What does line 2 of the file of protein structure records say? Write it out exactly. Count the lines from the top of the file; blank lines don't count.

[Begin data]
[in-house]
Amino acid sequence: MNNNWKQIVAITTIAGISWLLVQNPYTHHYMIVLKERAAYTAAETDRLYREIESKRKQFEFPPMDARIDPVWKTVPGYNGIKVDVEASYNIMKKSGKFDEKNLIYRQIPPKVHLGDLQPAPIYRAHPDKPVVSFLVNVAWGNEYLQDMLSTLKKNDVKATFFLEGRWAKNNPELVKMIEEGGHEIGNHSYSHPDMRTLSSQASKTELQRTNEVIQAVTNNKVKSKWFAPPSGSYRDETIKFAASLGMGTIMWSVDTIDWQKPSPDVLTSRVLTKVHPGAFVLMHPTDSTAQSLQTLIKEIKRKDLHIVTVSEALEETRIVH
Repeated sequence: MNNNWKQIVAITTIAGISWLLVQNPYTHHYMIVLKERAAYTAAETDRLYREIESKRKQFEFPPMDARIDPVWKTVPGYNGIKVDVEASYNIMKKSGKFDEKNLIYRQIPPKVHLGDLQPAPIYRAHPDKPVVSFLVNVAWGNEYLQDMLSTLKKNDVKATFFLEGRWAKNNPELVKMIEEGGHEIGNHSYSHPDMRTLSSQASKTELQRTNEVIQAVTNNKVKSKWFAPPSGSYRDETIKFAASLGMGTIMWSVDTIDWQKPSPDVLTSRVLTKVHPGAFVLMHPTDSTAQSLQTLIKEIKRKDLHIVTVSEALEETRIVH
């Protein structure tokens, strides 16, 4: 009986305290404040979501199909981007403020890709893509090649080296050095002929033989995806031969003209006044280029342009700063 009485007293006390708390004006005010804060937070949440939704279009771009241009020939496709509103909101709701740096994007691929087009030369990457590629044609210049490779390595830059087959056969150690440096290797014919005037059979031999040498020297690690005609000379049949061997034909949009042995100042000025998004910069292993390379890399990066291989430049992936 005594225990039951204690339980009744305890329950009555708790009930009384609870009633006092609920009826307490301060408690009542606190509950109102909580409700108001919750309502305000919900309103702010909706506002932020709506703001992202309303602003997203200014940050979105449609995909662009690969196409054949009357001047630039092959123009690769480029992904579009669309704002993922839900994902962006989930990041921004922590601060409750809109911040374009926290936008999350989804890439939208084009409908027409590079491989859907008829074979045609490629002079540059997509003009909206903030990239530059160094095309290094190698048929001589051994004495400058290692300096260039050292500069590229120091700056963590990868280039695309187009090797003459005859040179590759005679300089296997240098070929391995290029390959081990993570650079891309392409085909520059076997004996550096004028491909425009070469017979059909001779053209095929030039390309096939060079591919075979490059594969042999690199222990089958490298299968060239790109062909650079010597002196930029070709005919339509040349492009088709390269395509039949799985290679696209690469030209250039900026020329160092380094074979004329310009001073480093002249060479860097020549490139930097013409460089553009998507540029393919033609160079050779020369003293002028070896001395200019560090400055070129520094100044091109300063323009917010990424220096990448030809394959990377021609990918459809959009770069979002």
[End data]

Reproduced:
Amino acid sequence: MNNNWKQIVAITTIAGISWLLVQNPYTHHYMIVLKERAAYTAAETDRLYREIESKRKQFEFPPMDARIDPVWKTVPGYNGIKVDVEASYNIMKKSGKFDEKNLIYRQIPPKVHLGDLQPAPIYRAHPDKPVVSFLVNVAWGNEYLQDMLSTLKKNDVKATFFLEGRWAKNNPELVKMIEEGGHEIGNHSYSHPDMRTLSSQASKTELQRTNEVIQAVTNNKVKSKWFAPPSGSYRDETIKFAASLGMGTIMWSVDTIDWQKPSPDVLTSRVLTKVHPGAFVLMHPTDSTAQSLQTLIKEIKRKDLHIVTVSEALEETRIVH